EEA EFTA Comment on proposed directive on maximum authorised dimensions and weights of lorries

Published 10-03-2014
The EEA EFTA States have submitted comments to the Council of the European Union, the European Commission and the European Parliament on the proposal for a directive on the maximum authorised dimensions in national and international traffic and the maximum authorised weights in international traffic of certain road vehicles.

The proposal will allow cabins with a rounded shape, as well as the use of aerodynamic flaps at the backs of trailers. These measures are designed to improve the aerodynamics of vehicles, saving approximately EUR 5 000 per year in fuel costs for a typical long-distance lorry covering 100 000 km. This represents a 7 to 10% cut in greenhouse gas emissions (or 7.8 tonnes of carbon dioxide for the same long-distance lorry covering 100 000 km). At the same time, the driver’s field of vision will be improved, helping to save the lives of 300 to 500 vulnerable road users such as pedestrians or cyclists every year. The proposal also allows the cross-border use of the European Modular System (EMS) for journeys that only cross one border, if both Member States concerned already allow it and if the conditions for derogations under directive 96/53/EC are met. This aspect is highly debated in the European Parliament and the Council.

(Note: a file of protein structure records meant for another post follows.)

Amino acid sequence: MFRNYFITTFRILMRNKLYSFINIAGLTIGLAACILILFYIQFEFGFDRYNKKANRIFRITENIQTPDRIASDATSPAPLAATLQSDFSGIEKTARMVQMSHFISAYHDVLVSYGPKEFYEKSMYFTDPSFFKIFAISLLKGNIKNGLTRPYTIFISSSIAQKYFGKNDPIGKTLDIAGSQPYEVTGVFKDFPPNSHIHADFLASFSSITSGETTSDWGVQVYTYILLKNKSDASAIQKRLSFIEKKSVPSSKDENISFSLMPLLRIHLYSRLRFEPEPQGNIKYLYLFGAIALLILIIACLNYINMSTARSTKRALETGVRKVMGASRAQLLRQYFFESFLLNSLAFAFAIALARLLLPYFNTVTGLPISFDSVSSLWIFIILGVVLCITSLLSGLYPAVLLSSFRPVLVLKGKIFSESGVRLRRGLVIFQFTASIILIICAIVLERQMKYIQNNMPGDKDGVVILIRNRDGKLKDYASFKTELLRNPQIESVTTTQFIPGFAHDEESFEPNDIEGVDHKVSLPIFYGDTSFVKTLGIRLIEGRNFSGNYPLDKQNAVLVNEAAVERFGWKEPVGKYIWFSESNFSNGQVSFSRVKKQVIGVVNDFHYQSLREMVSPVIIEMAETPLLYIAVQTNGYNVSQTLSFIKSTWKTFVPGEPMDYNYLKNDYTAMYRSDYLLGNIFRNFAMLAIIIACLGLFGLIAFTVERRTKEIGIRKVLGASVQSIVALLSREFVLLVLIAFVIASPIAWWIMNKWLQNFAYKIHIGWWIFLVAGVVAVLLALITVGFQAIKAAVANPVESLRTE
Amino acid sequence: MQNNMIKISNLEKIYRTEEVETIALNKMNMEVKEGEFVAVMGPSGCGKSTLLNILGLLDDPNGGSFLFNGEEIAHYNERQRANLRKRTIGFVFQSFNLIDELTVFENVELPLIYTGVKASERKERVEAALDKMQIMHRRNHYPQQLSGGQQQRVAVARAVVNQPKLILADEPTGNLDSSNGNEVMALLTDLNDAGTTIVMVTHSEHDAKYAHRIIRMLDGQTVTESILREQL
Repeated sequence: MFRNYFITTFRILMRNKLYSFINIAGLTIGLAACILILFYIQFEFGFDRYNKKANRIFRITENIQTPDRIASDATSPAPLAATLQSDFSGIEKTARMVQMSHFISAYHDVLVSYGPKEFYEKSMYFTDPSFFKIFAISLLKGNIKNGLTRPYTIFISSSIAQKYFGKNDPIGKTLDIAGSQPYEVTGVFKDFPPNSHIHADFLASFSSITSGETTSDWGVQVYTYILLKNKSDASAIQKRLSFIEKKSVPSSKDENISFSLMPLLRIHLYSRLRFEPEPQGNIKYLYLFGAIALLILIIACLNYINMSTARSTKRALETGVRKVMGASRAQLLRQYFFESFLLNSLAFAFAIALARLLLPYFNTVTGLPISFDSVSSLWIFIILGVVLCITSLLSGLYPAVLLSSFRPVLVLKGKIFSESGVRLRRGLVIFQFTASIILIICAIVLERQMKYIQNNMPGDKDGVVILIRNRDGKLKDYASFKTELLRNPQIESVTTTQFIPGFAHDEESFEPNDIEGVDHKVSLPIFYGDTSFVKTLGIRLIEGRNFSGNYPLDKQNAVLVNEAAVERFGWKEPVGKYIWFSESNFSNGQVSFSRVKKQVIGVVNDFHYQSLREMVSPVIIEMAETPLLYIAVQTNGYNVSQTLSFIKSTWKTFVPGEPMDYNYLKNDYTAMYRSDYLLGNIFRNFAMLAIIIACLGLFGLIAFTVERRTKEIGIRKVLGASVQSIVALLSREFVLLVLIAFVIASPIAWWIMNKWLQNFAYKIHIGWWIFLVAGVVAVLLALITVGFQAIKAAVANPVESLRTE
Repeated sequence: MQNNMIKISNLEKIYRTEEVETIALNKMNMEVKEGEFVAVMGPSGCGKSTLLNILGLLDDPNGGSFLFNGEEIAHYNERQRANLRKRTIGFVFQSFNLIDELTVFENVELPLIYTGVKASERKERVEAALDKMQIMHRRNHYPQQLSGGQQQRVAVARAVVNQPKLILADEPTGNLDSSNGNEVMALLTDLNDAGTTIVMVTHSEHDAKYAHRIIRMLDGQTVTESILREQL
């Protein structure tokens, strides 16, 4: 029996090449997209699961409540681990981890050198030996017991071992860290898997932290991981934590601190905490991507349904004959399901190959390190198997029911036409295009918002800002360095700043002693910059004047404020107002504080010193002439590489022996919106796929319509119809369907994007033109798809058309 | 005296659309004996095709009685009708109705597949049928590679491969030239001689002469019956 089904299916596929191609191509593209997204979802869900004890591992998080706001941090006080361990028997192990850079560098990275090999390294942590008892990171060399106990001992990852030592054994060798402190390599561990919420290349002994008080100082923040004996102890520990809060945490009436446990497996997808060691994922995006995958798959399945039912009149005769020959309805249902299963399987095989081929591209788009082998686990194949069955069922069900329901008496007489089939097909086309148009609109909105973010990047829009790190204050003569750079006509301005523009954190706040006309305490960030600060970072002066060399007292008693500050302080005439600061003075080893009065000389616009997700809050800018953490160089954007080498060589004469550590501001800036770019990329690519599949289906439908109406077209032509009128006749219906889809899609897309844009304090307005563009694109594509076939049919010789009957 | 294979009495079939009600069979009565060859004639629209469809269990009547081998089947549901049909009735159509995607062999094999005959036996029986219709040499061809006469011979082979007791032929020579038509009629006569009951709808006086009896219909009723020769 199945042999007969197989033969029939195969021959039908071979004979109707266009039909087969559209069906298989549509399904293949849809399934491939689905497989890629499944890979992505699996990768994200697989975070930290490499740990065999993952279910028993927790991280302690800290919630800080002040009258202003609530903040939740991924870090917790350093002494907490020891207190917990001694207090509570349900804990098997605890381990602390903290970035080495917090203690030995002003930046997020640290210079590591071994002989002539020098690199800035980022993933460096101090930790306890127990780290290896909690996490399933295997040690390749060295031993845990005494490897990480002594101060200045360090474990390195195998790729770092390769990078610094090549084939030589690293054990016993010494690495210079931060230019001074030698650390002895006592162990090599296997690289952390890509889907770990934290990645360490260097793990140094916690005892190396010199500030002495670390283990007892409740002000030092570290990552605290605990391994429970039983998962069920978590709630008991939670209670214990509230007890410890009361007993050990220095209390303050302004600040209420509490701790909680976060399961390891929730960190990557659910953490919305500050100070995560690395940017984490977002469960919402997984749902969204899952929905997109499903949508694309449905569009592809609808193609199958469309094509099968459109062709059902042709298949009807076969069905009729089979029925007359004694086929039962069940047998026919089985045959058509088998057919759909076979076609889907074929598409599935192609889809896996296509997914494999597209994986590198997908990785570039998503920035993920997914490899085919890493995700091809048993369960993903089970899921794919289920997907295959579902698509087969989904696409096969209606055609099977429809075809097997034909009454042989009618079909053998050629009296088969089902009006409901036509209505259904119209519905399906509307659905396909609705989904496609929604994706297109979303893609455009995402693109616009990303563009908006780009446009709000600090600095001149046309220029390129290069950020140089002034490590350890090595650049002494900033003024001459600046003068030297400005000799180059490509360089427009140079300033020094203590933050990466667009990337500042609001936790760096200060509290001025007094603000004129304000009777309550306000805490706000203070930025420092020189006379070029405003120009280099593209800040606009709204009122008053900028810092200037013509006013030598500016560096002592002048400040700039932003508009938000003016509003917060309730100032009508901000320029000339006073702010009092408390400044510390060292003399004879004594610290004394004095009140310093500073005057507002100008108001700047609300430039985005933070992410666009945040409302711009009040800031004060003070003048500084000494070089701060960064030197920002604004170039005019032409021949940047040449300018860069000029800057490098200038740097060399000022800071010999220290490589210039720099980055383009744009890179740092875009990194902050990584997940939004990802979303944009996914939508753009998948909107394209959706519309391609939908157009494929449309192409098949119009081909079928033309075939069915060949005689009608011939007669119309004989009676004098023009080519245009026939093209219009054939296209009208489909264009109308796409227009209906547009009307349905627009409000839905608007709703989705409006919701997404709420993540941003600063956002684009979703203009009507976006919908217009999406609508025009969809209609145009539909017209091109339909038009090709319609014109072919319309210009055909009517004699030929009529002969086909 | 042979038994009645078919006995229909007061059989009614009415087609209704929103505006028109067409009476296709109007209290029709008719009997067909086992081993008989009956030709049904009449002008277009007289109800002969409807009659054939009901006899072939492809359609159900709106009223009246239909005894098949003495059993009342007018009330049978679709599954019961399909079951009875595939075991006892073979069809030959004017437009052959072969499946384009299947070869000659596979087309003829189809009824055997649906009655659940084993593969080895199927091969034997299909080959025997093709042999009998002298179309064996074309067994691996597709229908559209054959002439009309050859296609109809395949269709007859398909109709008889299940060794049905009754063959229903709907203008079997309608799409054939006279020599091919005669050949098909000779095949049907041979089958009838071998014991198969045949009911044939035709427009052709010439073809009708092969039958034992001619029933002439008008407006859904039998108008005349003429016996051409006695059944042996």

In their comments, the EEA EFTA States note that the land transport industry needs a predictable and comprehensible framework. A ban or weight restriction on the cross-border use of EMS trucks might be difficult to justify to a land transport industry that might have aligned itself and invested according to the latest interpretation by the Commission. Furthermore, a ban might open up for illogical or evasive practices, for example national EMS transport to a border, separate cross-border transport with the trailer and further national EMS transport after the border and onwards. They also note that EU/EEA States might be better placed to decide on these questions themselves, based on the principles of subsidiarity and non-discrimination. This is not least important for rural parts of Europe, where rail and sea transport might not always be viable alternatives and where the infrastructure allows for these types of trucks.

Read the full comments here.

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